Seven local investors have taken over ownership of the Moncton Miracles of the National Basketball League Canada.
The new owners group will include former city solicitor Steve Truman, who is the team's president, and businessmen Jon Manship of Moncton and Ricky Archibald of Salisbury. The other four members of the group want to remain silent partners.
"It's exciting, to have not only investors but actual owners that want to be locally engaged," said NBL Commissioner David Magley on Information Morning Moncton on Thursday.
- Moncton Miracles need local owners, NBL commissioner says
- Moncton Miracles president says viability of team in question
- Moncton Miracles basketball team building new ownership group
"These guys love their town, they really love this place. And so do I," said Magley, who was in the city to introduce the new owners.
The team began looking for 10 local people to become part of a new ownership group earlier this year, after the league had to take over the team two years ago.
For much of the last year, Magley has lived about three weeks per month in Moncton as the team tried to find new owners. He spends the rest of the time in Indiana.
He said it's been great getting to know the local fans and the people who love the the city of Moncton.
Truman's involvement helped
Truman was named team president halfway through the current season, and Magley said that brought a lot of credibility to the search for new owners.
"It made it an easier sell," he said.
"When you get these types of investors — and these type of people involved — they're not used to not making money," Magley added.
"They're going to figure out a way to make money with this franchise. It's not by raising ticket [prices], it's by getting more bums in seats and getting more sponsorship."
Magley said while the new owners didn't step up to make baskets of money, they would like to see some return on investment over time. Magley said one possible way to do that may involve negotiating a new deal for a home court once the new downtown arena is built.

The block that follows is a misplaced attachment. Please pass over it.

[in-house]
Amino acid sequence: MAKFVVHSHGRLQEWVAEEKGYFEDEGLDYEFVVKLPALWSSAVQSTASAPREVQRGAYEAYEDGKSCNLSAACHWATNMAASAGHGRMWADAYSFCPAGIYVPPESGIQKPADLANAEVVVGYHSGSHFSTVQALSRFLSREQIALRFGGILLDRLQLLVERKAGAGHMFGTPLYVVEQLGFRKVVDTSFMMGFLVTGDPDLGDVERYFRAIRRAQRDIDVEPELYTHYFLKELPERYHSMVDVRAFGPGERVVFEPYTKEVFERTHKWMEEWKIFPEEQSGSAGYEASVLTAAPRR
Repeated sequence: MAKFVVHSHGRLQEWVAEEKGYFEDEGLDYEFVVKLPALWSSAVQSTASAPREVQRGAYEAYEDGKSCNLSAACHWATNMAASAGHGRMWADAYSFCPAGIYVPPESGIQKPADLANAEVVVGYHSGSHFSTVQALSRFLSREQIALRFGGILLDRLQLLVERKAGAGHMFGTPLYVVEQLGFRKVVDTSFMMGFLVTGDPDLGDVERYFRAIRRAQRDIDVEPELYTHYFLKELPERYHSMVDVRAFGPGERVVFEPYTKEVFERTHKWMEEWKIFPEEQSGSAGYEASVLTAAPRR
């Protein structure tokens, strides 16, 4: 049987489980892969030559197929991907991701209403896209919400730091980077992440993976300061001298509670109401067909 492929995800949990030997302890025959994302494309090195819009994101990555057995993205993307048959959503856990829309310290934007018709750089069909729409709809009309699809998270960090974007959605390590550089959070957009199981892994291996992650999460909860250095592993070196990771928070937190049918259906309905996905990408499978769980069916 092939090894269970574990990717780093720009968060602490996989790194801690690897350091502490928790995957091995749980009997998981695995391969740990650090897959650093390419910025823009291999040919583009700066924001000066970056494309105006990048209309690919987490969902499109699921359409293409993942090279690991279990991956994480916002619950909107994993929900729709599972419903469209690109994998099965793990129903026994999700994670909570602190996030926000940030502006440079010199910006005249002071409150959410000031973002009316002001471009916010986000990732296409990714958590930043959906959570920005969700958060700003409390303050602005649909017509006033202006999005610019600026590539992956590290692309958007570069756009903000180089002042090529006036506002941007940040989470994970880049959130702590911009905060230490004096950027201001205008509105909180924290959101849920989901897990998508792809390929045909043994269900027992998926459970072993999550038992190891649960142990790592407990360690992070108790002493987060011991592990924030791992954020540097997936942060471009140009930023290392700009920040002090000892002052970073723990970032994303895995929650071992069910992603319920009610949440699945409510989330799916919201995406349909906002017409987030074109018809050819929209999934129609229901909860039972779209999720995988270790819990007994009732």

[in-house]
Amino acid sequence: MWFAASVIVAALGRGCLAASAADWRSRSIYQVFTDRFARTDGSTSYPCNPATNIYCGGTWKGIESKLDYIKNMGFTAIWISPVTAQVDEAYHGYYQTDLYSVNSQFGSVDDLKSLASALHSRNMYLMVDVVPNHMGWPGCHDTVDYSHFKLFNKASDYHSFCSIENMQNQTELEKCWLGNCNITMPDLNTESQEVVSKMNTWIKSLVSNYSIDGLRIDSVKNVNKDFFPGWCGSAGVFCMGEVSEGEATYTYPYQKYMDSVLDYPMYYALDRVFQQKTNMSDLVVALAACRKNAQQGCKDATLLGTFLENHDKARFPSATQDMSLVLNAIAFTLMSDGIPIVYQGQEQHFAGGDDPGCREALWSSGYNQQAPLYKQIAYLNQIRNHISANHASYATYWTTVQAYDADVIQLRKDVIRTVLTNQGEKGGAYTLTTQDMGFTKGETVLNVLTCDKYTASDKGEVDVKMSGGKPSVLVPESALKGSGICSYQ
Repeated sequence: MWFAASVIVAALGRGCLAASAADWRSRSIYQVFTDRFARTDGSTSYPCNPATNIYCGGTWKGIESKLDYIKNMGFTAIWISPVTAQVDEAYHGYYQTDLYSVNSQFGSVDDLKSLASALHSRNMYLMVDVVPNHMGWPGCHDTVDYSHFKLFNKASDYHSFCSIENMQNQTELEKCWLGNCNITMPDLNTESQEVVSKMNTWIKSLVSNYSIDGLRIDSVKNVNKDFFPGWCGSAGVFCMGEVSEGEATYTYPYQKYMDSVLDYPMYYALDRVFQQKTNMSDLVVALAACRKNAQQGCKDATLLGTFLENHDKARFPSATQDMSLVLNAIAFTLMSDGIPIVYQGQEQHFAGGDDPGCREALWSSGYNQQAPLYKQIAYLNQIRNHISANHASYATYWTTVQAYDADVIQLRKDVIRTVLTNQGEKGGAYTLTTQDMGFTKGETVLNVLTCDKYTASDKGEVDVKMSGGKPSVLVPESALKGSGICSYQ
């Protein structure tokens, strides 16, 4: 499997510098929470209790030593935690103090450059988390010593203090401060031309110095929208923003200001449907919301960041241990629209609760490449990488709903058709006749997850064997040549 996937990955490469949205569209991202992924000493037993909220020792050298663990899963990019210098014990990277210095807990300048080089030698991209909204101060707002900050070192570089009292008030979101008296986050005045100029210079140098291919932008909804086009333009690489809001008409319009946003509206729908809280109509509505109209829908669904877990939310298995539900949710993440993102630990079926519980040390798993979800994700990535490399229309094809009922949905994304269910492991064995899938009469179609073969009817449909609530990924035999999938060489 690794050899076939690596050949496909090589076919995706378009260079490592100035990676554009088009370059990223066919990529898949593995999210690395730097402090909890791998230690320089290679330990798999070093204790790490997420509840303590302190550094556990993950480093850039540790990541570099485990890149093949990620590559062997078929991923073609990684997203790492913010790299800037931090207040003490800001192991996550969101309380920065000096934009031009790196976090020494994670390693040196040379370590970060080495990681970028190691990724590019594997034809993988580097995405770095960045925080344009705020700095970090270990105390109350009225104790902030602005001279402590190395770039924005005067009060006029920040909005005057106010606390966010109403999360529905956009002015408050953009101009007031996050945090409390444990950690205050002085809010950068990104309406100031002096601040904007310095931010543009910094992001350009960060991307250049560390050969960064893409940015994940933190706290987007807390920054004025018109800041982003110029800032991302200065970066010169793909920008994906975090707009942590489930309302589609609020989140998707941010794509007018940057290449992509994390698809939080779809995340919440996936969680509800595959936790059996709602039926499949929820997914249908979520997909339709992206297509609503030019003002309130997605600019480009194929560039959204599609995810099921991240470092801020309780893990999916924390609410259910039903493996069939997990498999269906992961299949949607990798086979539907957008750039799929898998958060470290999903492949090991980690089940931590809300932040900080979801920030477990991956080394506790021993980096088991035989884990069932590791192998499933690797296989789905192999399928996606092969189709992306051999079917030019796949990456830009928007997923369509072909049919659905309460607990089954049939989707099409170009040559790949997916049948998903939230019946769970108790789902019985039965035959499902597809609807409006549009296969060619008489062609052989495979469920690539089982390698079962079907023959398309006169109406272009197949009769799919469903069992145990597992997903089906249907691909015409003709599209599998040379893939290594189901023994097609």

Anxiety about folding
With the potential of Cape Breton entering the league next year, Magley said there was some anxiety Moncton could fold.
"Once you have the local ownership team in place and they start really hustling, I think all anxiety goes away of future investment," he said.
He said the owners also want to make sure their "emotional capital" — the time they will put into running the team — won't be wasted on a doomed venture.
When you get these types of investors — and these type of people involved — they're not used to not making money - NBL Canada Commissioner David Magley
Halifax uses the same group ownership model with a group of 25 owners, said Magley.
"I think they've done a nice job this year," he said of the Halifax group.
But Magley notes the Halifax team essentially started over this past season after the former Halifax Rainmen filed for bankruptcy in July 2015.
He suggested the group now in place that wants to see the Moncton team succeed should allow an even smoother transition because they won't be starting from scratch.
"That's made a big difference for us and now you can see with that energy ... it's going to be something that you're going to see, I think, in the years to come this could be the model franchise of the Maritimes, maybe the whole league," Magley said.